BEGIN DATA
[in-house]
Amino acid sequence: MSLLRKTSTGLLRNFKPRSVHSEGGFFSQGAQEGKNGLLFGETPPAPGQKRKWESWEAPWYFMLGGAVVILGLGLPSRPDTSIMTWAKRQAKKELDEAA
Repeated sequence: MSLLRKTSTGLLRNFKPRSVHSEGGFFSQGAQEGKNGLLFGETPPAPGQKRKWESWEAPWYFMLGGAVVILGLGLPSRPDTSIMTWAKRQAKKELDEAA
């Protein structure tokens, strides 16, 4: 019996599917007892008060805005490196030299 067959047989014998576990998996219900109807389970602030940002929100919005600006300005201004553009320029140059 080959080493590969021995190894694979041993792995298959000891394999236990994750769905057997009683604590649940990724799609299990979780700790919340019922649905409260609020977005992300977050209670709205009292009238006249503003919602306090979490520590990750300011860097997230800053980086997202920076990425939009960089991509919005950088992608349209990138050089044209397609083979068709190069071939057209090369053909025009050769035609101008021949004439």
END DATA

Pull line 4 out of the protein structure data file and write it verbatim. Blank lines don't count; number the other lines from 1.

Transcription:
């Protein structure tokens, strides 16, 4: 019996599917007892008060805005490196030299 067959047989014998576990998996219900109807389970602030940002929100919005600006300005201004553009320029140059 080959080493590969021995190894694979041993792995298959000891394999236990994750769905057997009683604590649940990724799609299990979780700790919340019922649905409260609020977005992300977050209670709205009292009238006249503003919602306090979490520590990750300011860097997230800053980086997202920076990425939009960089991509919005950088992608349209990138050089044209397609083979068709190069071939057209090369053909025009050769035609101008021949004439």